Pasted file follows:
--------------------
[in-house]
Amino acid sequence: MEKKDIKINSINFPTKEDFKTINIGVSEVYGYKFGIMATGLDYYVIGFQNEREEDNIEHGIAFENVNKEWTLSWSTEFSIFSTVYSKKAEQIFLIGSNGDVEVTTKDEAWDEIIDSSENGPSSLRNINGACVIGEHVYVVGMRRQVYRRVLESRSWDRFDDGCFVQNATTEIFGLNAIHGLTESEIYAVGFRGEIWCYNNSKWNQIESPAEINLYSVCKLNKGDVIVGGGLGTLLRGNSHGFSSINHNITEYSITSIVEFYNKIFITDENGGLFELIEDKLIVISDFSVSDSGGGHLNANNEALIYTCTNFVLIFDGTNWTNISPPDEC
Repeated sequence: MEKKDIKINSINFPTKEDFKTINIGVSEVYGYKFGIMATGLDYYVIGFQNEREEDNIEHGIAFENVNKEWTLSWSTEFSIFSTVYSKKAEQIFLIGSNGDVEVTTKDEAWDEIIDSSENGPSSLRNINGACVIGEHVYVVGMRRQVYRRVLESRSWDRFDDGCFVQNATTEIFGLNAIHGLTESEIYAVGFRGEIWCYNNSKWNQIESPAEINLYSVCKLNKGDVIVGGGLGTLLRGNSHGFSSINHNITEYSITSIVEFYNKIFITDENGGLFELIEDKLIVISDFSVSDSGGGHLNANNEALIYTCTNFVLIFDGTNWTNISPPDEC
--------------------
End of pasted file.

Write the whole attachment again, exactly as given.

[in-house]
Amino acid sequence: MEKKDIKINSINFPTKEDFKTINIGVSEVYGYKFGIMATGLDYYVIGFQNEREEDNIEHGIAFENVNKEWTLSWSTEFSIFSTVYSKKAEQIFLIGSNGDVEVTTKDEAWDEIIDSSENGPSSLRNINGACVIGEHVYVVGMRRQVYRRVLESRSWDRFDDGCFVQNATTEIFGLNAIHGLTESEIYAVGFRGEIWCYNNSKWNQIESPAEINLYSVCKLNKGDVIVGGGLGTLLRGNSHGFSSINHNITEYSITSIVEFYNKIFITDENGGLFELIEDKLIVISDFSVSDSGGGHLNANNEALIYTCTNFVLIFDGTNWTNISPPDEC
Repeated sequence: MEKKDIKINSINFPTKEDFKTINIGVSEVYGYKFGIMATGLDYYVIGFQNEREEDNIEHGIAFENVNKEWTLSWSTEFSIFSTVYSKKAEQIFLIGSNGDVEVTTKDEAWDEIIDSSENGPSSLRNINGACVIGEHVYVVGMRRQVYRRVLESRSWDRFDDGCFVQNATTEIFGLNAIHGLTESEIYAVGFRGEIWCYNNSKWNQIESPAEINLYSVCKLNKGDVIVGGGLGTLLRGNSHGFSSINHNITEYSITSIVEFYNKIFITDENGGLFELIEDKLIVISDFSVSDSGGGHLNANNEALIYTCTNFVLIFDGTNWTNISPPDEC